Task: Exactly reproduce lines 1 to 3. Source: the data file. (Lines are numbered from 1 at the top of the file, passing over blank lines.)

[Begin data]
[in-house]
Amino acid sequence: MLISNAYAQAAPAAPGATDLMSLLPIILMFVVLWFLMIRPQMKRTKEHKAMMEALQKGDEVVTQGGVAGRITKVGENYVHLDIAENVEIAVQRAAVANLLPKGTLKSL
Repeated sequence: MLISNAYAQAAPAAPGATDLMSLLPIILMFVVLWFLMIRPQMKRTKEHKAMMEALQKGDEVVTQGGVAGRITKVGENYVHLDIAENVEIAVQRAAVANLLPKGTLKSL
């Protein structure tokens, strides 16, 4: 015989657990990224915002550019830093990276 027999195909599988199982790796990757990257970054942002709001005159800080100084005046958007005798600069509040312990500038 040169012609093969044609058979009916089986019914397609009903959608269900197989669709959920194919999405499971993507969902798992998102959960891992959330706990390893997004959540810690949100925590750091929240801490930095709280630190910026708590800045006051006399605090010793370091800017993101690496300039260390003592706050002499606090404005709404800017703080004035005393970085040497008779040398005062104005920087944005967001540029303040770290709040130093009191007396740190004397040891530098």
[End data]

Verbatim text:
[in-house]
Amino acid sequence: MLISNAYAQAAPAAPGATDLMSLLPIILMFVVLWFLMIRPQMKRTKEHKAMMEALQKGDEVVTQGGVAGRITKVGENYVHLDIAENVEIAVQRAAVANLLPKGTLKSL
Repeated sequence: MLISNAYAQAAPAAPGATDLMSLLPIILMFVVLWFLMIRPQMKRTKEHKAMMEALQKGDEVVTQGGVAGRITKVGENYVHLDIAENVEIAVQRAAVANLLPKGTLKSL